Tell me how the bar is connected to the rope.

The rope is terminated with an eye-splice with the bar going through the eye. It is protected by plastic and held in position with a band clamp (attached with a designated tool) rated at just under 2000 lbs. The band clamp actually goes through the small slits in the bar, cut with another designated tool.


How are the ropes terminated?

Normally I do not terminate my ropes with thimbles. The thimbles with the one inch cotton ropes are quite large, requiring a large carabiner on each rope, which then connects to the attachment point. If the rope ever needs to be readjusted, it’s not easy. Readjusting is inevitable with the cotton ropes, especially when the dancers discover all the rope moves possible with the light weight carbon bars. The ropes get twisted up and don’t always get untwisted equally.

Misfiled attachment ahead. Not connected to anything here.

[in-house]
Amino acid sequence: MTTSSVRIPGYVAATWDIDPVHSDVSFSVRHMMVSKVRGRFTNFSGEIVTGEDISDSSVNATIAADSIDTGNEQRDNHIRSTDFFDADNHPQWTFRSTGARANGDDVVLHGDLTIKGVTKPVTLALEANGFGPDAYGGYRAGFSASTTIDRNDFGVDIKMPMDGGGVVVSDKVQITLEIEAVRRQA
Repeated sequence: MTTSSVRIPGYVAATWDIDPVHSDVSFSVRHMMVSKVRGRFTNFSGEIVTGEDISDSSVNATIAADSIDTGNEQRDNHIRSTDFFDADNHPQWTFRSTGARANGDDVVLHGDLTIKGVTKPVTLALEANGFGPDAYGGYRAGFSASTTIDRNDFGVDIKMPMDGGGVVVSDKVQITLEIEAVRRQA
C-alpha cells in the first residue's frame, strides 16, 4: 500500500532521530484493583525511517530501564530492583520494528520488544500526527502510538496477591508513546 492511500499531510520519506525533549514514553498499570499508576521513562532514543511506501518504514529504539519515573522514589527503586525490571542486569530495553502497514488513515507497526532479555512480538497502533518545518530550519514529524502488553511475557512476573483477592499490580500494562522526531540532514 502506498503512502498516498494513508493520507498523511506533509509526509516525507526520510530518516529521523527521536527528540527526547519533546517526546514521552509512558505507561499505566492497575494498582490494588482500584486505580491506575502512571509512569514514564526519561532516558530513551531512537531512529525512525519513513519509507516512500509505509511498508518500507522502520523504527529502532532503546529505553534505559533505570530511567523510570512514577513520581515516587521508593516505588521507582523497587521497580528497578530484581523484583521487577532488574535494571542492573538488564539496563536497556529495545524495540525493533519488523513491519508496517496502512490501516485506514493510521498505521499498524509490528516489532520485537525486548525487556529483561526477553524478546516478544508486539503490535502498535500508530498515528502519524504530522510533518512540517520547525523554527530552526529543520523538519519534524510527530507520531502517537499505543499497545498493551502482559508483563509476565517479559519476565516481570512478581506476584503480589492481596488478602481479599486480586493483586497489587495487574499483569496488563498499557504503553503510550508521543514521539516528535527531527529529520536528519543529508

If an adjustable knot is used as the termination point, adjustment is easy and the security is still good. For that knot, I use a midshipman’s hitch -- with a reverse finish because it resists twisting. You can also use a midshipman's hitch without the reverse ending. It stays more snug but is slightly harder to adjust. If your trapeze is attached by means of a lead rope, you don’t have to use a carabiner. You can use a knot such as a bowline or a figure eight follow through which is quite secure. (For added security, always finish each knot with a half-hitch or an overhand knot.) By using knots, the ropes will wear in different places as they are retied, giving them longer life.


What is your standard trapeze size?

My standard trapeze has a 32 in. by 1 1/4 in. carbon fiber bar with the ropes about 26 in. apart, rope to rope, 25 in. inside elbow to inside elbow. If you want longer or shorter or a different diameter or handles on the end it can all be arranged. The ropes are whatever length is required.